Continue to the full East Bay Express article.

Richmond On Pace For Another Year Of Record Low Crime Rates

Operation Ceasefire

In case you missed it, here's a 2 1/2 minute KPIX report on the success of Richmond's innovative (& controversial) community policing program.

In the Tradition of Studs Turkel

Interview with Richmond Police Chief Magnus

Richmond resident Steve Early talked with our Chief about the way he wants the force to work in this city. Here's some of what he had to say about community policing:

"If you're really committed to community policing, you have to make structural changes within your organization. Are you going to have community policing officers who are just this small cadre within a department—essentially its public relations wing—or are you going to integrate the larger expectations of community policing into the role of every officer? The latter is what we've tried to do here—to say no matter what your assignment, we expect you to, first and foremost, build quality relationships."

It's a new and apparently effective vision, another one of the ways Richmond is better now.

Read the whole piece, published in In These Times.

San Quentin Richmond Project

Getting the Word Out
Getting the Word Out

I, along with my office staff, have been making regular visits to the men of the San Quentin Richmond Project (men from Richmond serving time in San Quentin) and are making connections for them with the "outside community." We are circulating this video, produced by the men, among our violence prevention groups, youth groups, city staff and the community at large.


It is deeply important that we showcase the transformation that these men are making while in prison and share their message with our community, especially our youth.


Please feel free to forward this video link to your lists. We'll continue to update the community on efforts of the Richmond Project as we continue to prioritize this "inside/outside" connection in the interest of a safer, more peaceful Richmond.  


You can help further the work of the Richmond Project by writing a check to San Quentin TRUST (write Richmond Project in the memo section of the check) and sending to:

Accounting, San Quentin State Prison, 1 Main Street, San Quentin, CA 94964


--Gayle McLaughlin,  

Mayor, City of Richmond

Board Votes  for Re-Entry Services

CCP Board

On Friday the executive committee of the Community Corrections Partnership (CCP) of Contra Costa County, meeting in Martinez, voted to:
  • fund the Community Advisory Board's  (CAB) proposals for comprehensive re-entry services for formerly incarcerated individuals in the AB109 prison realignment population  (6-1 vote)
  • remove funding for jail expansion out of the Sheriff's budget and put it into a general reserve fund (7-0 vote)
Thanks again to Richmond Police Chief Chris Magnus for his strong support of the community's recommendations from the beginning, to Public Defender Robin Lipetzky [on right] for stepping forward and making the motion to support the CAB budget, and to Kiri Torre of the Court, Cynthia Belon of Health Services, Probation Chief Philip Kader and Sheriff David Livingston for adding their votes to support the CAB proposal.  The one dissenting vote was from District Attorney Mark Peterson [on left].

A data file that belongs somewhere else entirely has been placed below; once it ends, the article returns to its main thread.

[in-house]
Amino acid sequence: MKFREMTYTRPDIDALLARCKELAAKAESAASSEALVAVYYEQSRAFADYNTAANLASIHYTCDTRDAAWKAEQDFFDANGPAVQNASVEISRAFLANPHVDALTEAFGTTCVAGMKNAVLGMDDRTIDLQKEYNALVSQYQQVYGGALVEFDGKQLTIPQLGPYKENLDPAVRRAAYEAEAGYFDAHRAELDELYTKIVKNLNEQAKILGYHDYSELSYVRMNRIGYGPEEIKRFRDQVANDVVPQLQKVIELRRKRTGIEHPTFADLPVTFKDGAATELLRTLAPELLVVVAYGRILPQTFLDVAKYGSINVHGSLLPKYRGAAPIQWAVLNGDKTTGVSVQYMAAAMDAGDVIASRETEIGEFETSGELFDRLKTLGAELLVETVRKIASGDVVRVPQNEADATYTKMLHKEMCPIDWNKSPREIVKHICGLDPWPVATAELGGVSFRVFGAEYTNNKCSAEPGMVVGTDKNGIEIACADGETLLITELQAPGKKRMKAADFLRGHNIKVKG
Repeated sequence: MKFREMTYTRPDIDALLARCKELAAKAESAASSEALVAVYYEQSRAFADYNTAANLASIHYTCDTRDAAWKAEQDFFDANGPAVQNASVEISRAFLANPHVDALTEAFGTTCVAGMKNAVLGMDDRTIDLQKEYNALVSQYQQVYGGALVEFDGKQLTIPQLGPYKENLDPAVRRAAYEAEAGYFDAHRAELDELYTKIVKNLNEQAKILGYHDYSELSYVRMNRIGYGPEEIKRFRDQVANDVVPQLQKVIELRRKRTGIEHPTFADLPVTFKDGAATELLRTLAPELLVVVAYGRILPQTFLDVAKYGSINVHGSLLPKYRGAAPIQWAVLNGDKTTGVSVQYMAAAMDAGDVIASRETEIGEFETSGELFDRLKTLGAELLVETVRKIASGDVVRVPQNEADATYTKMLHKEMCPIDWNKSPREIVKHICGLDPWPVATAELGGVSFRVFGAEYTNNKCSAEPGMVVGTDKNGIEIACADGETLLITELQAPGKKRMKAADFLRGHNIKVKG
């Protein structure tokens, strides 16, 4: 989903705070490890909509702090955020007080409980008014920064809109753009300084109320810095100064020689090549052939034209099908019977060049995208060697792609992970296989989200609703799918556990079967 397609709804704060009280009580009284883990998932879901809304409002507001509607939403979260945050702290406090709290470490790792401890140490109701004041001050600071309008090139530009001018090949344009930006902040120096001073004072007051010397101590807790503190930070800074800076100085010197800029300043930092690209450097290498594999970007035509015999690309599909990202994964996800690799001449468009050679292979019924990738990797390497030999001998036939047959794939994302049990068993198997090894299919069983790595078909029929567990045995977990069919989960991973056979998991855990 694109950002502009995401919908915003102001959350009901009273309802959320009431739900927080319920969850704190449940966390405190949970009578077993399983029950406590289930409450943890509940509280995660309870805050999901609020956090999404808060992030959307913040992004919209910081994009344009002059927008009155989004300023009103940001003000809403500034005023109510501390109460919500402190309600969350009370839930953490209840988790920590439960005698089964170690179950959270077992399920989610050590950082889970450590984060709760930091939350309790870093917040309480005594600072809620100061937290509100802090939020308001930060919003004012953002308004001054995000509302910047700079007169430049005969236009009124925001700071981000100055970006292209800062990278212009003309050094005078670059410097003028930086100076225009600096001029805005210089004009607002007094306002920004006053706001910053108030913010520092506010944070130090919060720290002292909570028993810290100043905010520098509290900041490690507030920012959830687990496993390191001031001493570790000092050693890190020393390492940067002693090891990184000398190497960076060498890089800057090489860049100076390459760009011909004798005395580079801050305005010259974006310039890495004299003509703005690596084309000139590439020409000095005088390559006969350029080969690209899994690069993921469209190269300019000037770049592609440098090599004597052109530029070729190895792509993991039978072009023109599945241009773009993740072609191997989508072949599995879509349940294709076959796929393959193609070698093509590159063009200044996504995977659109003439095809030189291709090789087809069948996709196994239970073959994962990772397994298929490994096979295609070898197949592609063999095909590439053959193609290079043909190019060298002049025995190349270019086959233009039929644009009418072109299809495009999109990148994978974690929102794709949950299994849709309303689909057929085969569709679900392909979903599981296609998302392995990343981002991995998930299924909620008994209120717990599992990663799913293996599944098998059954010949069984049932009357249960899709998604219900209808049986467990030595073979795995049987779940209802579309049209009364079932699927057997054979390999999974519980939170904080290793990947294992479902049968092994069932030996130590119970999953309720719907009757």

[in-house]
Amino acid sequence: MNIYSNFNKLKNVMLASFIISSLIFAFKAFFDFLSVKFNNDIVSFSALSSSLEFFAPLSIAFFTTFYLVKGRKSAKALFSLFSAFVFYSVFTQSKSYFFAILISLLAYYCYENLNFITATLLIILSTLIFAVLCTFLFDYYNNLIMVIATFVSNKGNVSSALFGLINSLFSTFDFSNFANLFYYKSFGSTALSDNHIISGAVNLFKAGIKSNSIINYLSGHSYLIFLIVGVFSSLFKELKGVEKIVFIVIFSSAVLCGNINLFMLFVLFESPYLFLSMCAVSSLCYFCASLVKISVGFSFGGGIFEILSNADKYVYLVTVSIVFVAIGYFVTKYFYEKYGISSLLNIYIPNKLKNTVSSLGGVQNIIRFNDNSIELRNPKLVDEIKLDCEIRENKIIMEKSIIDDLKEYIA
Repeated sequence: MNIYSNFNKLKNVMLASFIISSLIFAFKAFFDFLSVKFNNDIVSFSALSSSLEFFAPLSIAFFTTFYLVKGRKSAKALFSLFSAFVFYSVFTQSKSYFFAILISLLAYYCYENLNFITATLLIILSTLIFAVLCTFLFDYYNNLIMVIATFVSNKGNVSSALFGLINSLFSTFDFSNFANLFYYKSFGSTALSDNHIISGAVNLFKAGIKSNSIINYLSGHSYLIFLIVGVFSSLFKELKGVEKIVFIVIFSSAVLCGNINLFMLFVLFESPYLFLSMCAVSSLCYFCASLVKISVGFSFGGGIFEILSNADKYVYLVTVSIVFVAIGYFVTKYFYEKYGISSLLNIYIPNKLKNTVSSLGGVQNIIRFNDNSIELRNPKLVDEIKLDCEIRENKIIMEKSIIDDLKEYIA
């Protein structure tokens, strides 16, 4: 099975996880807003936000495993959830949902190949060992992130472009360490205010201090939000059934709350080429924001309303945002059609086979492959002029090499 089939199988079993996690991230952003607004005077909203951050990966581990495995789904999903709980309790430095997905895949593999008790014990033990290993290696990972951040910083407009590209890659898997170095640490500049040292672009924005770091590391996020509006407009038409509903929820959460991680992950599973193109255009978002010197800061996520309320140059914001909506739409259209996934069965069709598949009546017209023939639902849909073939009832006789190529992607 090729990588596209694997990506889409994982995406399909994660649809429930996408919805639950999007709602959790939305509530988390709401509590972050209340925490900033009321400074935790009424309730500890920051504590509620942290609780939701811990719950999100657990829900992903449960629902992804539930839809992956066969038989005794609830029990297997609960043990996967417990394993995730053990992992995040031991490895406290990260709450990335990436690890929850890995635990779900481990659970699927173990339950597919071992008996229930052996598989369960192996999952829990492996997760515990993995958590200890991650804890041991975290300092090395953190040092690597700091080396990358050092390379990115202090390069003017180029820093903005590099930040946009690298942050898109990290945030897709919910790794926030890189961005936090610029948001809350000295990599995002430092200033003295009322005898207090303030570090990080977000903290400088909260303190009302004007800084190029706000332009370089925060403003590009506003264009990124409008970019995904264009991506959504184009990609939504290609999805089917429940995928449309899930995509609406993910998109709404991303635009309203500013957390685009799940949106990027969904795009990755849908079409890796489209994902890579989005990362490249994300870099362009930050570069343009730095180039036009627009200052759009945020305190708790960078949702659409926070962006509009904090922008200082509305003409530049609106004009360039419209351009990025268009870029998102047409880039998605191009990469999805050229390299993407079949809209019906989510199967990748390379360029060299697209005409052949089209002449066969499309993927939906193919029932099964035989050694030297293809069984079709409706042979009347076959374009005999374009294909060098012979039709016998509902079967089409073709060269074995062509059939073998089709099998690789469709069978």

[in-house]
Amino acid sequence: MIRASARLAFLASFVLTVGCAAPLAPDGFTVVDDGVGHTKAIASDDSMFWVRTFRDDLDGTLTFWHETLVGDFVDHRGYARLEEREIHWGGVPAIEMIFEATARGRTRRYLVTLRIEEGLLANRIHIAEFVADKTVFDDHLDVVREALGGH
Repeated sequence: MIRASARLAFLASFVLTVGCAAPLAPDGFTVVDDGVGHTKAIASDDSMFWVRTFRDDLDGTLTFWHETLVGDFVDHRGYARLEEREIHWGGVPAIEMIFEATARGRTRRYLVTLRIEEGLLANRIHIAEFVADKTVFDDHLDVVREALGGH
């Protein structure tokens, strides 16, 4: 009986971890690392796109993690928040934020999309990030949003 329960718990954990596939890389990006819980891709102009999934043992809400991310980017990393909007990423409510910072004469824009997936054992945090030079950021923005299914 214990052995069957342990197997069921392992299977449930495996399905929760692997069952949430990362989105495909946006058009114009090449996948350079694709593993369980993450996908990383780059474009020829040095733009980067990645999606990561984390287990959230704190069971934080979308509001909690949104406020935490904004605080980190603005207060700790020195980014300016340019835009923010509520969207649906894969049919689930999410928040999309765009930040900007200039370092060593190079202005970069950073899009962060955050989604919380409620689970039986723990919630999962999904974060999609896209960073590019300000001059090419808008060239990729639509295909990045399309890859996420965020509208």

Bonus item:  Thanks also to Sheriff Livingston for dialoguing with community organizations and making plans to stop honoring ICE immigration holds for low level offenses.

Next steps:  RFP/RFQ process will be initiated, and the AB109 budget for 2012-13, as voted on by the CCP, will be submitted to the County's Board of Supervisors on January 15, 2013 for final approval.

This all happened because of the strong and unified community mobilization that started in Richmond and spread throughout the county, involving many grassroots organizations (including CCISCO, Safe Return Project and Richmond Progressive Alliance), non-profits, faith-based groups and concerned residents.  THANKS and CONGRATULATIONS to EVERYONE who was part of this effort!
--Marilyn Langlois

CCP Audience
Regular Community Testimony at CCP meetings was critical in shifting the funds

Recent News Shows Positive Results from Community Policing

Dear Friends,

I am delighted to share with you some encouraging news. Our collective work, as a community and as a City, in reducing crime is showing positive results.

Two recent media reports highlight Richmond's progress.

On July 30, KTVU-Channel 2 television news aired a report about Richmond's dramatic drop in violent crime, noting a 10% decrease overall and a 22% decline in the Central District. Homicides have dropped 60% so far in 2010, and gunshots are down 37% Click here for KTVU.

On July 26, the Contra Costa Times chronicled the significant drop in violence within the Parchester Village neighborhood, a turnaround due in large part to community-oriented policing. Click here for story

We can all feel proud and hopeful by these inroads, hard won by collaborative work by the enlarged and enhanced Richmond Police Department, local community and neighborhood groups, and many dedicated individuals working on the frontlines.

As we highlight these positive trends, we must also redouble our efforts to fight crime as we build a better Richmond. One gunshot is too many; a single homicide is unacceptable.

{he letter urged participation in "National Night Out" events on August 3rd. The event was an outstanding success with hundreds of people particiapting in neighborhood activities.--ed}


Mayor Gayle McLaughlin 8/1/10